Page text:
On evening of 13th March, when Malaysian-born actor, Michelle Yeoh, was announced the winner of Academy Award for best actress, she’s made the history – became the first Asia woman to crown with the honor.
At her acceptance speech, Yeoh said, “For all the little boys and girls who look like me watching tonight…This is proof that dream big and dreams do come true,” she said. “And ladies, don’t let anyone ever tell you you’re past your prime. Never give up.”
Setting off from Hong Kong
At the event, Yeoh specifically talked about the old days she spent in HK, she particularly brought this up that HK is the breeding field where she made a start.
Before Hollywood, Yeoh is already an established movie icon in Asia. In 1983, Yeoh won the Miss Malaysia Pageant contest in 1983, shortly after, she was invited to shoot a commercial film with Chow Yun-fat. Since then, she has bonded with Hong Kong.
During late 1980s and 1990s, she starred in popular HK action films and rose to stardom in 1992 as Jackie Chan’s co-star in “Supercop”. In 1997 James Bond film “Tomorrow Never Dies”, Yeoh crossed over to American cinema.
“The honor and pride are not just to the best actress, it is shared by all Chinese in the world.” Media comments.
“Hong Kong’s film sector has nurtured many outstanding actors and filmmakers. Michelle Yeoh rose to prominence in the Hong Kong film industry for years, then moved on to the international stage and became a shining star with impressive achievements. Her honor of winning the Oscar award is well deserved. This is a testimony to the strong potential of Hong Kong’s talents and film industry.” Said Mr. Kevin Yeung, The Secretary of Culture, Sports and Tourism in his congratulation note.
Ethnic Chinese make Shine at Oscar
In her lead role in “Everything Everywhere All At Once”, Yeoh played Evelyn Quan Wang, the stress-out laundromat owner who later discovered she has superpowers in alternate universe. The film has won other awards as well, including best picture and editing, best support actor, best director and original screenplay.
What’s more, Yeoh is not the only Ethnic Chinese descent who took trophy at Oscar, Guan Jiwei (Ke Huy Quan), playing Yeoh’s spouse in the film, is the other one. Guan, who’s won the best supporting actor, was originally from Vietnam and immigrated to US with his family.
At the ceremony, director Kwan, Kar-Wing is the third Chinese-American who won the honor as the Best Director for the film. Asian fame and pride live on. The film’s poster design is also an Ethnic Chinese – the artist, James Jean.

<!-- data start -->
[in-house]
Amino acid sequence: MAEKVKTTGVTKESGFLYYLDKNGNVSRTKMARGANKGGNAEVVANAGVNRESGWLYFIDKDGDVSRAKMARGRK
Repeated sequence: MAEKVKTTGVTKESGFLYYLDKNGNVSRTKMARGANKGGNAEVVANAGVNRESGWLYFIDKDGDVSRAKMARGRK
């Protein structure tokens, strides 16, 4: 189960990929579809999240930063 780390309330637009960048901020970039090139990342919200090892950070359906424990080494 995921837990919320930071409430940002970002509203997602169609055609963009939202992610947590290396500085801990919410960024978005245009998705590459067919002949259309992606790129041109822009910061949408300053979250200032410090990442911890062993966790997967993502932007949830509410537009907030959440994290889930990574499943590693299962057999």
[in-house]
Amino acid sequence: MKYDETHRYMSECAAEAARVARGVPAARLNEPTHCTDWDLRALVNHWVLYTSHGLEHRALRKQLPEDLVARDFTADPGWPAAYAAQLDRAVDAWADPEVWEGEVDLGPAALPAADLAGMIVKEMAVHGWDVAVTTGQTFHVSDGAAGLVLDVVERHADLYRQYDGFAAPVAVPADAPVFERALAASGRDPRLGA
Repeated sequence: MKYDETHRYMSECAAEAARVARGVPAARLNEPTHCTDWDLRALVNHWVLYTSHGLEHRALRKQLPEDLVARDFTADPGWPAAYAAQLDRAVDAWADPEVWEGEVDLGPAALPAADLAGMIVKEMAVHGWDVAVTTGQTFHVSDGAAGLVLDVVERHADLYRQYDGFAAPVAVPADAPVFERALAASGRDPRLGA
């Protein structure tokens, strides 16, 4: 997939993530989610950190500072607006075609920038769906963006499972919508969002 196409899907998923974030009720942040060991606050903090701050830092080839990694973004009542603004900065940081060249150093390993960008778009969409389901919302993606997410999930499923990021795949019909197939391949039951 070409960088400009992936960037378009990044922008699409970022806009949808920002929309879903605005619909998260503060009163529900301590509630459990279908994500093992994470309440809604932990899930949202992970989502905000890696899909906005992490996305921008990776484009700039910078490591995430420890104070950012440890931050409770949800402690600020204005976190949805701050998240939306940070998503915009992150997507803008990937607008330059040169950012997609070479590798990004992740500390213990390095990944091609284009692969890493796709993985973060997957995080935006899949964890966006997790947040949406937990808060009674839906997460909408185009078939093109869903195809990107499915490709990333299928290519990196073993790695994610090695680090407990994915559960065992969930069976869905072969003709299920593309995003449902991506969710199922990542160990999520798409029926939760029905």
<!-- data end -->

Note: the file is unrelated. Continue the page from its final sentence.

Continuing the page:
Hong Kong Elements flying off
Meanwhile, Hong Kong elements are not limited to Hollywood. In recent years, Hong Kong has created some good movies, earned good name and made few box office hits. This seems to us, HK elements hit a “fly-off” moment.
At the 16th Asian Film Awards held at Palace Museum in West Kowloon Cultural District (HK) on the evening of the 12th March, Tony Leung Chiu-Wai won the “Best Actor” with his lead role in “Where The Wind Blows”, and the honorary prize – the Asian Film Contribution Award, while the AFA “Lifetime Achievement Award” goes to the 71 years’ old Sammo Hung.
As more and more Hong Kong elements start flying off to world stage, this is certainly a strong push for the sector to continue to struggle and to thrive in the world theatre. Recently, the locally produced film, “A Guilty Conscience” is setting off new box-office record, another positive pitch of HK elements, HK momentum.
Hong Kong actor Andy Lau Tak-wah said on occasion, the spread of pandemic over the past three years certainly has put a pause to the growth momentum in the city. Right now, things are reset to normalcy, film industry should double up effort for the 3-years’ lapse.
No boundary on the horizon of film & image
Today, it is never easy to be a Chinese overseas. On a cultural level, Chinese culture has been demonized, othered and objectified, while the sabre-rattling rhetoric of some populists has been infinitely amplified and turned into the established image of China in international countries.
Donnie Yen Ji-dan, HK-based martial arts director pointed out that “There isn’t any boundary on the horizon of film and image. Film, so far, is still the most direct means for people across the sea to get to know HK, and to know China.”
On the one hand, we should see this has been a trend for HK film to blend-in with China elements, China culture, which will mean infinite possibilities in terms of art as a form of creation. On the other hand, Hong Kong is a ready hub to tell good stories about China, as well as a springboard for Chinese art, literature and film to go aboard.
Don’t ever miss out the forest
We would probably miss out the whole forest if we should see Best Actress award as a single incident. Behind the scene, we could see Hong Kong elements, Asian elements, Chinese culture intensifying on films, on martial arts, on people’s lives, on stories about HK, and about China, and about Chinese overseas, among many other wonder and awe.